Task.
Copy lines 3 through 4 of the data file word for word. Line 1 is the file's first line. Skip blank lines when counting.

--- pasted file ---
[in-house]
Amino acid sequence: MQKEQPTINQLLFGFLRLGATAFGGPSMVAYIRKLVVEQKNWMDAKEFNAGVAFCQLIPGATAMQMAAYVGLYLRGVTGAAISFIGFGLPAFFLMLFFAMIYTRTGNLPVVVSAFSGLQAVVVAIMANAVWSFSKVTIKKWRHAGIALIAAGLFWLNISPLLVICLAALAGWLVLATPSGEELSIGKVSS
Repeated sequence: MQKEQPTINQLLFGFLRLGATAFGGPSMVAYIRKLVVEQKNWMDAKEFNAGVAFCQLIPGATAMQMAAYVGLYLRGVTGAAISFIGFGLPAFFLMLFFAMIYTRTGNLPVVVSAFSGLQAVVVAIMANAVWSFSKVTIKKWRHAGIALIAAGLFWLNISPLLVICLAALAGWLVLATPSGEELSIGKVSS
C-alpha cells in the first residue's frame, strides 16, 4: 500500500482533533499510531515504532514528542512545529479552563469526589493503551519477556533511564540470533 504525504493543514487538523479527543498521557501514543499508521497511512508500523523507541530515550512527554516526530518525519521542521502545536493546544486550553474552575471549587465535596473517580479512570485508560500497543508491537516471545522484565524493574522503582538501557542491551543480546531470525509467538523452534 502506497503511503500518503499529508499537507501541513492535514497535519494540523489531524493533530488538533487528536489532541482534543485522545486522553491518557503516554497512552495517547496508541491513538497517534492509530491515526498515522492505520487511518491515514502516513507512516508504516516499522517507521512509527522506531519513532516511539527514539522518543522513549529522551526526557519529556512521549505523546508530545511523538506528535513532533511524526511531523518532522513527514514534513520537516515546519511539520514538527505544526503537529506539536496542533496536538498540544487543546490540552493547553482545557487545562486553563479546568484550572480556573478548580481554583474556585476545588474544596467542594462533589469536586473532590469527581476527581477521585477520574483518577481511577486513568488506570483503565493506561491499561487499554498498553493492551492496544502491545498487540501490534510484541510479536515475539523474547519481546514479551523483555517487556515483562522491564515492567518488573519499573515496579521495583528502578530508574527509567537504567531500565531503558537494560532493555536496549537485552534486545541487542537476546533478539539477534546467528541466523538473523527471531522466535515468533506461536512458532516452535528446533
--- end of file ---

Repeated sequence: MQKEQPTINQLLFGFLRLGATAFGGPSMVAYIRKLVVEQKNWMDAKEFNAGVAFCQLIPGATAMQMAAYVGLYLRGVTGAAISFIGFGLPAFFLMLFFAMIYTRTGNLPVVVSAFSGLQAVVVAIMANAVWSFSKVTIKKWRHAGIALIAAGLFWLNISPLLVICLAALAGWLVLATPSGEELSIGKVSS
C-alpha cells in the first residue's frame, strides 16, 4: 500500500482533533499510531515504532514528542512545529479552563469526589493503551519477556533511564540470533 504525504493543514487538523479527543498521557501514543499508521497511512508500523523507541530515550512527554516526530518525519521542521502545536493546544486550553474552575471549587465535596473517580479512570485508560500497543508491537516471545522484565524493574522503582538501557542491551543480546531470525509467538523452534 502506497503511503500518503499529508499537507501541513492535514497535519494540523489531524493533530488538533487528536489532541482534543485522545486522553491518557503516554497512552495517547496508541491513538497517534492509530491515526498515522492505520487511518491515514502516513507512516508504516516499522517507521512509527522506531519513532516511539527514539522518543522513549529522551526526557519529556512521549505523546508530545511523538506528535513532533511524526511531523518532522513527514514534513520537516515546519511539520514538527505544526503537529506539536496542533496536538498540544487543546490540552493547553482545557487545562486553563479546568484550572480556573478548580481554583474556585476545588474544596467542594462533589469536586473532590469527581476527581477521585477520574483518577481511577486513568488506570483503565493506561491499561487499554498498553493492551492496544502491545498487540501490534510484541510479536515475539523474547519481546514479551523483555517487556515483562522491564515492567518488573519499573515496579521495583528502578530508574527509567537504567531500565531503558537494560532493555536496549537485552534486545541487542537476546533478539539477534546467528541466523538473523527471531522466535515468533506461536512458532516452535528446533